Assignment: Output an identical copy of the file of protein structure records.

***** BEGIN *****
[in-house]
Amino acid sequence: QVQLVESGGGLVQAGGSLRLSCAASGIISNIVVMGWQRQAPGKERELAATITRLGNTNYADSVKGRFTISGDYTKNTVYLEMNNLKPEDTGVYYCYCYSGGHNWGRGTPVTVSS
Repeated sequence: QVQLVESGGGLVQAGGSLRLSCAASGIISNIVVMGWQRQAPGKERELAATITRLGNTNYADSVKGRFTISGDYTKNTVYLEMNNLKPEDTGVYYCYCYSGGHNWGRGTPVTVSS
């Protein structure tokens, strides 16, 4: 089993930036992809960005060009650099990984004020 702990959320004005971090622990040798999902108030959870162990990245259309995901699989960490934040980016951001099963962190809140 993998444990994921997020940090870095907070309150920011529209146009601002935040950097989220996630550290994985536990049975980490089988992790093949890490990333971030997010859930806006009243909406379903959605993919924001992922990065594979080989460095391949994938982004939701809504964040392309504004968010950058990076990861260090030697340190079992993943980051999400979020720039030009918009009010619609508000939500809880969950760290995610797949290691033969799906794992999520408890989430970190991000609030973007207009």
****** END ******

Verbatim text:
[in-house]
Amino acid sequence: QVQLVESGGGLVQAGGSLRLSCAASGIISNIVVMGWQRQAPGKERELAATITRLGNTNYADSVKGRFTISGDYTKNTVYLEMNNLKPEDTGVYYCYCYSGGHNWGRGTPVTVSS
Repeated sequence: QVQLVESGGGLVQAGGSLRLSCAASGIISNIVVMGWQRQAPGKERELAATITRLGNTNYADSVKGRFTISGDYTKNTVYLEMNNLKPEDTGVYYCYCYSGGHNWGRGTPVTVSS
């Protein structure tokens, strides 16, 4: 089993930036992809960005060009650099990984004020 702990959320004005971090622990040798999902108030959870162990990245259309995901699989960490934040980016951001099963962190809140 993998444990994921997020940090870095907070309150920011529209146009601002935040950097989220996630550290994985536990049975980490089988992790093949890490990333971030997010859930806006009243909406379903959605993919924001992922990065594979080989460095391949994938982004939701809504964040392309504004968010950058990076990861260090030697340190079992993943980051999400979020720039030009918009009010619609508000939500809880969950760290995610797949290691033969799906794992999520408890989430970190991000609030973007207009």